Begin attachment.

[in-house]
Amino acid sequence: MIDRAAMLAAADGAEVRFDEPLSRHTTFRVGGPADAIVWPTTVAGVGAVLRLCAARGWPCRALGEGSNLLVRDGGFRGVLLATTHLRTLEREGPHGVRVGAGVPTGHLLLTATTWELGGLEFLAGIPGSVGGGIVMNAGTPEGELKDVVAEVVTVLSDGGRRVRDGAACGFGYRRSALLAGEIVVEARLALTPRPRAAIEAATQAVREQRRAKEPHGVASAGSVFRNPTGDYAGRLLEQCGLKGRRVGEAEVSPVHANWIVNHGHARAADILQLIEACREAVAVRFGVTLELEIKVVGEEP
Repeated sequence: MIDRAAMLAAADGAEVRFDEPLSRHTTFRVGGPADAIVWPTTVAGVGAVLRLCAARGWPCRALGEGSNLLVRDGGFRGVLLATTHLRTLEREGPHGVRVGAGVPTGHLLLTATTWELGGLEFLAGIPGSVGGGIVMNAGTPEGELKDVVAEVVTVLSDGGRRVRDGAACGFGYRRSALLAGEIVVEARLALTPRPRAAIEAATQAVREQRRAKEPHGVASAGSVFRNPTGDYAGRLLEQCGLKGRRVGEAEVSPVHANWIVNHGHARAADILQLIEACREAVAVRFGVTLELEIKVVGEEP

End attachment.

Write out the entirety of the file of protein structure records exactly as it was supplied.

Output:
[in-house]
Amino acid sequence: MIDRAAMLAAADGAEVRFDEPLSRHTTFRVGGPADAIVWPTTVAGVGAVLRLCAARGWPCRALGEGSNLLVRDGGFRGVLLATTHLRTLEREGPHGVRVGAGVPTGHLLLTATTWELGGLEFLAGIPGSVGGGIVMNAGTPEGELKDVVAEVVTVLSDGGRRVRDGAACGFGYRRSALLAGEIVVEARLALTPRPRAAIEAATQAVREQRRAKEPHGVASAGSVFRNPTGDYAGRLLEQCGLKGRRVGEAEVSPVHANWIVNHGHARAADILQLIEACREAVAVRFGVTLELEIKVVGEEP
Repeated sequence: MIDRAAMLAAADGAEVRFDEPLSRHTTFRVGGPADAIVWPTTVAGVGAVLRLCAARGWPCRALGEGSNLLVRDGGFRGVLLATTHLRTLEREGPHGVRVGAGVPTGHLLLTATTWELGGLEFLAGIPGSVGGGIVMNAGTPEGELKDVVAEVVTVLSDGGRRVRDGAACGFGYRRSALLAGEIVVEARLALTPRPRAAIEAATQAVREQRRAKEPHGVASAGSVFRNPTGDYAGRLLEQCGLKGRRVGEAEVSPVHANWIVNHGHARAADILQLIEACREAVAVRFGVTLELEIKVVGEEP